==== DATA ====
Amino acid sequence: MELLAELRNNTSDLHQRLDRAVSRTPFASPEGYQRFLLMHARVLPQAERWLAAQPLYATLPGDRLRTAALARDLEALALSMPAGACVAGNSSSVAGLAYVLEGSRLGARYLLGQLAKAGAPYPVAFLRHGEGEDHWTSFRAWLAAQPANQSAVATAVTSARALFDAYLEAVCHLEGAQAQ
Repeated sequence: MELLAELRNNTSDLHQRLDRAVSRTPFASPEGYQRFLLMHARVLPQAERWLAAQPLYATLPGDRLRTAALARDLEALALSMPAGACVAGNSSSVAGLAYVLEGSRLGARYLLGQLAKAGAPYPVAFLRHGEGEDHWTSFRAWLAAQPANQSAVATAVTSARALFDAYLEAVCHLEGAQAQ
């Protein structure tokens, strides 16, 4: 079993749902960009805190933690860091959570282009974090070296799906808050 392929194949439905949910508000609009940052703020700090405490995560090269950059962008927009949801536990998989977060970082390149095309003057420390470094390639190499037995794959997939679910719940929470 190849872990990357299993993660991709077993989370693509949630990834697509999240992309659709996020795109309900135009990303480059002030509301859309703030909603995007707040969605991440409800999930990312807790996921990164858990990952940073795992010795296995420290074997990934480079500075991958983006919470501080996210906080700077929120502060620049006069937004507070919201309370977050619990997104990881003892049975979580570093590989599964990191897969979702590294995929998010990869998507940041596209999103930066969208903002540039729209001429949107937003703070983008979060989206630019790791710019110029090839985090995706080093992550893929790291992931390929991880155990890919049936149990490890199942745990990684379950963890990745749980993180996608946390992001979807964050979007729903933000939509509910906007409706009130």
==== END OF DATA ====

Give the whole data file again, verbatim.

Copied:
Amino acid sequence: MELLAELRNNTSDLHQRLDRAVSRTPFASPEGYQRFLLMHARVLPQAERWLAAQPLYATLPGDRLRTAALARDLEALALSMPAGACVAGNSSSVAGLAYVLEGSRLGARYLLGQLAKAGAPYPVAFLRHGEGEDHWTSFRAWLAAQPANQSAVATAVTSARALFDAYLEAVCHLEGAQAQ
Repeated sequence: MELLAELRNNTSDLHQRLDRAVSRTPFASPEGYQRFLLMHARVLPQAERWLAAQPLYATLPGDRLRTAALARDLEALALSMPAGACVAGNSSSVAGLAYVLEGSRLGARYLLGQLAKAGAPYPVAFLRHGEGEDHWTSFRAWLAAQPANQSAVATAVTSARALFDAYLEAVCHLEGAQAQ
């Protein structure tokens, strides 16, 4: 079993749902960009805190933690860091959570282009974090070296799906808050 392929194949439905949910508000609009940052703020700090405490995560090269950059962008927009949801536990998989977060970082390149095309003057420390470094390639190499037995794959997939679910719940929470 190849872990990357299993993660991709077993989370693509949630990834697509999240992309659709996020795109309900135009990303480059002030509301859309703030909603995007707040969605991440409800999930990312807790996921990164858990990952940073795992010795296995420290074997990934480079500075991958983006919470501080996210906080700077929120502060620049006069937004507070919201309370977050619990997104990881003892049975979580570093590989599964990191897969979702590294995929998010990869998507940041596209999103930066969208903002540039729209001429949107937003703070983008979060989206630019790791710019110029090839985090995706080093992550893929790291992931390929991880155990890919049936149990490890199942745990990684379950963890990745749980993180996608946390992001979807964050979007729903933000939509509910906007409706009130």